Thursday, February 28, 2008
For millions around the world healing is still defined by pills, surgeries and otherwise invasive techniques. But recent news from the Cognitive Brain Research Unit at the University of Helsinki proves that healing sometimes comes from more natural and simple alternatives than the complex, expensive and synthetic work of science.
According to a recent study involving some sixty patients who suffered from stroke of the middle cerebral artery of the left or right side of brain, music therapy has been shown to expedite and improve the overall condition of recovery. The study showed that those patients who simply listened to music each days soon after the stroke improved their verbal memory and displayed a general improved mood to those patients who did not. Three months after a stroke the music listeners showed a 60 percent better improvement in verbal memory compared to an 18 percent benefit for those using audio books and 29 percent for people who did not listen to either.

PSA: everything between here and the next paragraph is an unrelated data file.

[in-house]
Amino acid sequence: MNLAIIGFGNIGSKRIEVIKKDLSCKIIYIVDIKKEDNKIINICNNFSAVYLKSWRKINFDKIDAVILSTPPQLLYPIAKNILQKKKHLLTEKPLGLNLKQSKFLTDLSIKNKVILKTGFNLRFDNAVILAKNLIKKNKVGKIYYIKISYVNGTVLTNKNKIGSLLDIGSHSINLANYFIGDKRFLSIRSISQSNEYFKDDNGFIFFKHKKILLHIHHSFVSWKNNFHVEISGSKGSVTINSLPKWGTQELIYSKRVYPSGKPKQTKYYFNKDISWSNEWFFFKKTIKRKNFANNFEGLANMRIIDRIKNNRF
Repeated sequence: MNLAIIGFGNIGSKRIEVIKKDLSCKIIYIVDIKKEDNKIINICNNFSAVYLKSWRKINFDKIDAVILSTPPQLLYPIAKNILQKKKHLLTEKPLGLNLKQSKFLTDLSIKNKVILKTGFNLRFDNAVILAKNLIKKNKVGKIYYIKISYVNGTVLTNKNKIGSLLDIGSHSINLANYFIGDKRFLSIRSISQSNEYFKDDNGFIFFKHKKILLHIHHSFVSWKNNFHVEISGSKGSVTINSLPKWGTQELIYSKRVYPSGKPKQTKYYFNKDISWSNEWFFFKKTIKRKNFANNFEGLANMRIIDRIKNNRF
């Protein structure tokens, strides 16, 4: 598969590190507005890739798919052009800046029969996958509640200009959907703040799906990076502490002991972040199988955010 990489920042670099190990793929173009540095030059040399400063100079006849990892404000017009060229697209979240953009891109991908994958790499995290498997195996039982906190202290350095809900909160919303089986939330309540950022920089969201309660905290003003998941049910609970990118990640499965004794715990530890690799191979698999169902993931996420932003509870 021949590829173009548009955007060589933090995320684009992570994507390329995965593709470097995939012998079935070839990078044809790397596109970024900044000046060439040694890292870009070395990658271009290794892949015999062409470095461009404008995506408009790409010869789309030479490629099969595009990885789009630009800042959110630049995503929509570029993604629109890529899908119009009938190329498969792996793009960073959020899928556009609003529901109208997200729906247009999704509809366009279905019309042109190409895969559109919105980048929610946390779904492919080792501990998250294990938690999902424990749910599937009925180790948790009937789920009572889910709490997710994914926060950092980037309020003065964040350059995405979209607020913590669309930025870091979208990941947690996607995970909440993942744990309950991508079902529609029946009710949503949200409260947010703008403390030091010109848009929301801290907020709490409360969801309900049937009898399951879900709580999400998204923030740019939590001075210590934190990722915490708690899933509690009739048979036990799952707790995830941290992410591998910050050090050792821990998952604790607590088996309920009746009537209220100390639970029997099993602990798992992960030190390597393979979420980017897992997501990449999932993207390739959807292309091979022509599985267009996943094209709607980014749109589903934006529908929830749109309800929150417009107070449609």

"We can't say what is happening in the brain, but based on previous research and theory it may be that music listening could actually activate the brain areas that are recovering," said Teppo Sarkamo a psychologist involved in the study at the University of Helsinki. "Music might also in some way activate more general mechanisms that repair and renew the brain's neural networks after stroke."
Although larger studies are needed to better understand the causes behind these findings, the study does show that music may offer a cheap, easy additional treatment for stroke patients.